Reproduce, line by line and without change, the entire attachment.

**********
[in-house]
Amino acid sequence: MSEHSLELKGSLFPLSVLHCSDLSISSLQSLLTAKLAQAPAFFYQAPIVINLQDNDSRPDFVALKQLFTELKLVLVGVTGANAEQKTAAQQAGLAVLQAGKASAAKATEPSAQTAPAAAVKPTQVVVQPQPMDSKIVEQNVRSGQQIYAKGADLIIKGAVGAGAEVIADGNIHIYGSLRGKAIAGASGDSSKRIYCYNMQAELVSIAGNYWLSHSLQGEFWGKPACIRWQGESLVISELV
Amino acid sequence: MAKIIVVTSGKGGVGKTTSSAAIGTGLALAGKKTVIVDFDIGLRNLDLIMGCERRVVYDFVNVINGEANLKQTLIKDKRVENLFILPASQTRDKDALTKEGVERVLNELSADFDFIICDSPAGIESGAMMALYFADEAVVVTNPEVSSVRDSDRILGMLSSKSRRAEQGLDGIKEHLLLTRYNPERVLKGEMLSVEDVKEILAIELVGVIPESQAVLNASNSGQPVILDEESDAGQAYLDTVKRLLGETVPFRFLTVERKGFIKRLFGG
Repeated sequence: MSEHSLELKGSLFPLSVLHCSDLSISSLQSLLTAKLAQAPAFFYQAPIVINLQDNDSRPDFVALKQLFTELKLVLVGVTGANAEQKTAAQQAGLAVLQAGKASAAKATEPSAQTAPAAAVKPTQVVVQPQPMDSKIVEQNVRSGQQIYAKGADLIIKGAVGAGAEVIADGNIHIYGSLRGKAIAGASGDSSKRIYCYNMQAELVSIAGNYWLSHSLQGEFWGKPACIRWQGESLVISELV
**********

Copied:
[in-house]
Amino acid sequence: MSEHSLELKGSLFPLSVLHCSDLSISSLQSLLTAKLAQAPAFFYQAPIVINLQDNDSRPDFVALKQLFTELKLVLVGVTGANAEQKTAAQQAGLAVLQAGKASAAKATEPSAQTAPAAAVKPTQVVVQPQPMDSKIVEQNVRSGQQIYAKGADLIIKGAVGAGAEVIADGNIHIYGSLRGKAIAGASGDSSKRIYCYNMQAELVSIAGNYWLSHSLQGEFWGKPACIRWQGESLVISELV
Amino acid sequence: MAKIIVVTSGKGGVGKTTSSAAIGTGLALAGKKTVIVDFDIGLRNLDLIMGCERRVVYDFVNVINGEANLKQTLIKDKRVENLFILPASQTRDKDALTKEGVERVLNELSADFDFIICDSPAGIESGAMMALYFADEAVVVTNPEVSSVRDSDRILGMLSSKSRRAEQGLDGIKEHLLLTRYNPERVLKGEMLSVEDVKEILAIELVGVIPESQAVLNASNSGQPVILDEESDAGQAYLDTVKRLLGETVPFRFLTVERKGFIKRLFGG
Repeated sequence: MSEHSLELKGSLFPLSVLHCSDLSISSLQSLLTAKLAQAPAFFYQAPIVINLQDNDSRPDFVALKQLFTELKLVLVGVTGANAEQKTAAQQAGLAVLQAGKASAAKATEPSAQTAPAAAVKPTQVVVQPQPMDSKIVEQNVRSGQQIYAKGADLIIKGAVGAGAEVIADGNIHIYGSLRGKAIAGASGDSSKRIYCYNMQAELVSIAGNYWLSHSLQGEFWGKPACIRWQGESLVISELV